Your characterization of us as “trailer bait”, absurd as it is to suppose we might be eaten by trailers, is nonetheless offensive. In the first place, “y’all” does not characterize West Virginia speech nearly so much as it does that south of the Appalachians. In the second place, we have good friends—one of us has relatives—in West Virginia. Neither they nor we are “trailer bait”. And in the third place, who do you think you are in the first place? Poor people are poor. They don’t mind being called poor—that’s what they know they are. They wish something could be done about the geographical discrimination that helps keep them poor, and they recognize that cheap slurs like “trailer trash” or “hillbilly” are among the mental shortcuts that lessen others’ willingness to help them.

disdainful remarks about snobs deleted here

15erilarlo
okt 21, 2008, 5:58pm

OE actually HAD both dative and accusative, as well as traces of instrumental, which latter, I seem to recall thinking, acted a bit like ablative. There's also a German preposition, bei, that translates into so many different ones in English that it feels a bit like instrumental or ablative. Other than learning its more common uses as "idiomatic expressions", the best way I can describe it is "in some kind of association with". Try getting that across to American teenagers! Just the difference between dative and accusative was complex enough. However, I did have students who, for the first time, could see the difference between direct and indirect objects they'd never learned to distinguish in their English classes.
This was when I was no longer teaching English myself. I did occasionally correct something they'd "learned" from their non-grammar-teaching English teachers, however. None of the latter ever tried to claim _I_ was wrong. They didn't have the background to try it 8-)

16varielle
Redigeret: okt 27, 2008, 8:46pm

Deleted thread killer.

17MarthaJeanne
nov 2, 2008, 11:28am

My Biblical Greek teacher in an on-line course this sommer had us use 'y'all' when translating 2nd person plural from the Greek to English.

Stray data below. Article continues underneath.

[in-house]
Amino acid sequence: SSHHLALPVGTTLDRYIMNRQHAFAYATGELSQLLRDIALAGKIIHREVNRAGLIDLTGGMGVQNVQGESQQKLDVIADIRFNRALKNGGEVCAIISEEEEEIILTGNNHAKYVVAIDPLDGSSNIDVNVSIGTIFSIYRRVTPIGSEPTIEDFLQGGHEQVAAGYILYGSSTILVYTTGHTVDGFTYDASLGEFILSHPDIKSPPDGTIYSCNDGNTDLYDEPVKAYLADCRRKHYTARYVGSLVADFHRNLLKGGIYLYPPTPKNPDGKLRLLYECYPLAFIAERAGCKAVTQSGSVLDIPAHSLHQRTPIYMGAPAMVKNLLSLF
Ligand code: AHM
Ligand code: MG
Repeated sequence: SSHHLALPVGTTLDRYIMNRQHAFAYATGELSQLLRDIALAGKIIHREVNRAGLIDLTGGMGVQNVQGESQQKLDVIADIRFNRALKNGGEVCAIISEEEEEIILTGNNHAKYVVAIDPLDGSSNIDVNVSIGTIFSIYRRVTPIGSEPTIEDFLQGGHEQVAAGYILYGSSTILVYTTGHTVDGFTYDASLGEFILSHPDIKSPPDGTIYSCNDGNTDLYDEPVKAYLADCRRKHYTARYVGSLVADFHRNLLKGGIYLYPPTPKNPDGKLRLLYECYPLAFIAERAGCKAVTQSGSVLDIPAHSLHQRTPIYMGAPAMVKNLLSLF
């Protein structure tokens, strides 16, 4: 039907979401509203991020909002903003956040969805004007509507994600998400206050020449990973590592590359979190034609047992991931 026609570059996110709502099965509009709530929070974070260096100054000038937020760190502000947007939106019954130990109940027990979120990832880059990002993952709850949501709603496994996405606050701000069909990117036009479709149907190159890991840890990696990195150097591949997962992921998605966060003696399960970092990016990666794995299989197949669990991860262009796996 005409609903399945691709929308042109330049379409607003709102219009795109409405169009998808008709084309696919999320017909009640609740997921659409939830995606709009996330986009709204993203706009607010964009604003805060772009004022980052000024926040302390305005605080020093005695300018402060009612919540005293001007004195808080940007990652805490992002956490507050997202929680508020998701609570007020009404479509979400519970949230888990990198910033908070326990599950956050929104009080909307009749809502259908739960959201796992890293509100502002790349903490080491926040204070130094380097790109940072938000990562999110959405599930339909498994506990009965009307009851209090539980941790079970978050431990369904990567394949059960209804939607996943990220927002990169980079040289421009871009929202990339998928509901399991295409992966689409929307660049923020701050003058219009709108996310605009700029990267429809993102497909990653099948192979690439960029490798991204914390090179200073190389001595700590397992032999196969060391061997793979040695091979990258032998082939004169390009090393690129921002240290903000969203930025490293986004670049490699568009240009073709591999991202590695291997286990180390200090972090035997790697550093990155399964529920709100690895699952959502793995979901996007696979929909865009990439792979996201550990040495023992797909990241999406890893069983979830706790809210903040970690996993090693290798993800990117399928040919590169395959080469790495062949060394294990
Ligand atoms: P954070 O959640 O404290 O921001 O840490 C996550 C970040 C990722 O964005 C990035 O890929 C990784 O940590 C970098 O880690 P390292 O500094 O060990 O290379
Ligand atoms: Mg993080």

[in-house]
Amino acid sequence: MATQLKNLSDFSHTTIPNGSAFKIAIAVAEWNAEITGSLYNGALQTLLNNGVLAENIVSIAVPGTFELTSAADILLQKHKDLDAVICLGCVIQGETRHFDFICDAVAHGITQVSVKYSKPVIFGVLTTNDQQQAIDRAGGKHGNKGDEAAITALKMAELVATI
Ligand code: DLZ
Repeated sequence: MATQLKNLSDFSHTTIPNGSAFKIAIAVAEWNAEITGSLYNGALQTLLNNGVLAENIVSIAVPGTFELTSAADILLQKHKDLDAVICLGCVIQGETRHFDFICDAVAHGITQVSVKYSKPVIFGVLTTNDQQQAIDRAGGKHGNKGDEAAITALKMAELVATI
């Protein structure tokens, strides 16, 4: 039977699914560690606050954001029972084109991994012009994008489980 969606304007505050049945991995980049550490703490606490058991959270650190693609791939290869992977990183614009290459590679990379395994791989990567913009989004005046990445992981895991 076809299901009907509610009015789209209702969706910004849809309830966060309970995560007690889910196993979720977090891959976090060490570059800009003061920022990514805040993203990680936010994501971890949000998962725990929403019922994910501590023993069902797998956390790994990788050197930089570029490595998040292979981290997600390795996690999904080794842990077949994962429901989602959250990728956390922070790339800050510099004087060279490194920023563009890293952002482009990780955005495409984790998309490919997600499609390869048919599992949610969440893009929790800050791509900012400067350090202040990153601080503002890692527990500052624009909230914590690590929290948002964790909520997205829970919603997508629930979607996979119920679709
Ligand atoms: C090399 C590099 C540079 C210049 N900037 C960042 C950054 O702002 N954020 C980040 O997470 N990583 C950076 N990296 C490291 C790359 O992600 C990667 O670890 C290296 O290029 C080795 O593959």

I had to teach my son some English grammar in Middle School so he could cope with Dative and Accusative in German - He'd never heard of direct and indirect objects. I'm trying to believe that that was covered when he was out with complications after an appendectomy.

18erilarlo
nov 2, 2008, 2:53pm

MarthaJeanne, it may well be that your son's school doesn't teach formal grammar. I used to teach in a high school where at least one English teacher didn't. This showed up in German class 8-) Some of my students told me about it more than once.

19MarthaJeanne
nov 2, 2008, 3:27pm

I've had several language teachers tell me that they have to teach English grammar to teach foreign languages. But Steven was in Middle school, and had had at least German or French besides English every year he had been in school, and noone had ever taught him the difference between direct and indirect objects! It was obvious that the whole concept was really strange to him.

Of course I scandalized the Greek course this summer by insisting that German and Greek have the right number of cases to help you follow the grammar (4) as opposed to English that leaves you high and dry without them, and Latin and Russian that overload you with more cases than you really need.

20erilarlo
nov 3, 2008, 10:17am

Well, I don't know about French, but they certainly look different in German 8-) Back when I was learning Latin(from my first German teacher--long story) I sometimes translated parts of exercises into German because it gave me another case to work with 8-) And then there was ablative 8-(